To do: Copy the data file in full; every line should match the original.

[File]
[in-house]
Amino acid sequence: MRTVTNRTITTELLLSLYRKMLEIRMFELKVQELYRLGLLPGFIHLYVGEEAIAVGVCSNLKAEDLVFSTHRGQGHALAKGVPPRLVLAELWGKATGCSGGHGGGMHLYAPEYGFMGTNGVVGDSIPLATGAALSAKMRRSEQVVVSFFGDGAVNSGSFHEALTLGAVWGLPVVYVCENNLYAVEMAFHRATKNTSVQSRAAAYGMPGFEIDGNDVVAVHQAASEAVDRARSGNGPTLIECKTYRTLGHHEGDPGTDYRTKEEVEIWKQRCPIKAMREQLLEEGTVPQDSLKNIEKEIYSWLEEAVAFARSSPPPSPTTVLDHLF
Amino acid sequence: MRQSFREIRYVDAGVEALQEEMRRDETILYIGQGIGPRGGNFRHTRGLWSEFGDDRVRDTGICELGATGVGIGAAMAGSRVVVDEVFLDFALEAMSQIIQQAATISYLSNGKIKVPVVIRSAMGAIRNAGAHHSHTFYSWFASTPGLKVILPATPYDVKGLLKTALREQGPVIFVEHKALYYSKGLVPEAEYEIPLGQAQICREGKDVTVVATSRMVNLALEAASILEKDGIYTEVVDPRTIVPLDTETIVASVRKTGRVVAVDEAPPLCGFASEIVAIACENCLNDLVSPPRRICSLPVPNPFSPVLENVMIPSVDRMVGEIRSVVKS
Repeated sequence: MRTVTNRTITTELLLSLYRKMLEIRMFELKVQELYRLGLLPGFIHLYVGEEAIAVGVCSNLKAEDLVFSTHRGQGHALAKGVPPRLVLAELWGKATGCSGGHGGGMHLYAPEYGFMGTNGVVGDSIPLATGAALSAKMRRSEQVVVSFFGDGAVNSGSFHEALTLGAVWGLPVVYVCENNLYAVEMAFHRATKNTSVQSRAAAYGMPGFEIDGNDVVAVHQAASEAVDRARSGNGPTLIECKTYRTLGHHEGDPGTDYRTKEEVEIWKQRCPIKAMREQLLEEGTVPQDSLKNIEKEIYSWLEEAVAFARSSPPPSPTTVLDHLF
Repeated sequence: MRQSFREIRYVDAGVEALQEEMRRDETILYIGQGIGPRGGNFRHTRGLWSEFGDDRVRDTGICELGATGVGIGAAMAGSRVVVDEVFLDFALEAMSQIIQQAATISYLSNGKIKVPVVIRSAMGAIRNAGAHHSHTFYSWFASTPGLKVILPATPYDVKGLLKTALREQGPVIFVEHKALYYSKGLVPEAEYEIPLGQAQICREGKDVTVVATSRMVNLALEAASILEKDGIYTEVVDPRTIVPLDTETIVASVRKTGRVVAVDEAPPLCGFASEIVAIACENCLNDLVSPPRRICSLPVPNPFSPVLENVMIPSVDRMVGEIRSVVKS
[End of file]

[in-house]
Amino acid sequence: MRTVTNRTITTELLLSLYRKMLEIRMFELKVQELYRLGLLPGFIHLYVGEEAIAVGVCSNLKAEDLVFSTHRGQGHALAKGVPPRLVLAELWGKATGCSGGHGGGMHLYAPEYGFMGTNGVVGDSIPLATGAALSAKMRRSEQVVVSFFGDGAVNSGSFHEALTLGAVWGLPVVYVCENNLYAVEMAFHRATKNTSVQSRAAAYGMPGFEIDGNDVVAVHQAASEAVDRARSGNGPTLIECKTYRTLGHHEGDPGTDYRTKEEVEIWKQRCPIKAMREQLLEEGTVPQDSLKNIEKEIYSWLEEAVAFARSSPPPSPTTVLDHLF
Amino acid sequence: MRQSFREIRYVDAGVEALQEEMRRDETILYIGQGIGPRGGNFRHTRGLWSEFGDDRVRDTGICELGATGVGIGAAMAGSRVVVDEVFLDFALEAMSQIIQQAATISYLSNGKIKVPVVIRSAMGAIRNAGAHHSHTFYSWFASTPGLKVILPATPYDVKGLLKTALREQGPVIFVEHKALYYSKGLVPEAEYEIPLGQAQICREGKDVTVVATSRMVNLALEAASILEKDGIYTEVVDPRTIVPLDTETIVASVRKTGRVVAVDEAPPLCGFASEIVAIACENCLNDLVSPPRRICSLPVPNPFSPVLENVMIPSVDRMVGEIRSVVKS
Repeated sequence: MRTVTNRTITTELLLSLYRKMLEIRMFELKVQELYRLGLLPGFIHLYVGEEAIAVGVCSNLKAEDLVFSTHRGQGHALAKGVPPRLVLAELWGKATGCSGGHGGGMHLYAPEYGFMGTNGVVGDSIPLATGAALSAKMRRSEQVVVSFFGDGAVNSGSFHEALTLGAVWGLPVVYVCENNLYAVEMAFHRATKNTSVQSRAAAYGMPGFEIDGNDVVAVHQAASEAVDRARSGNGPTLIECKTYRTLGHHEGDPGTDYRTKEEVEIWKQRCPIKAMREQLLEEGTVPQDSLKNIEKEIYSWLEEAVAFARSSPPPSPTTVLDHLF
Repeated sequence: MRQSFREIRYVDAGVEALQEEMRRDETILYIGQGIGPRGGNFRHTRGLWSEFGDDRVRDTGICELGATGVGIGAAMAGSRVVVDEVFLDFALEAMSQIIQQAATISYLSNGKIKVPVVIRSAMGAIRNAGAHHSHTFYSWFASTPGLKVILPATPYDVKGLLKTALREQGPVIFVEHKALYYSKGLVPEAEYEIPLGQAQICREGKDVTVVATSRMVNLALEAASILEKDGIYTEVVDPRTIVPLDTETIVASVRKTGRVVAVDEAPPLCGFASEIVAIACENCLNDLVSPPRRICSLPVPNPFSPVLENVMIPSVDRMVGEIRSVVKS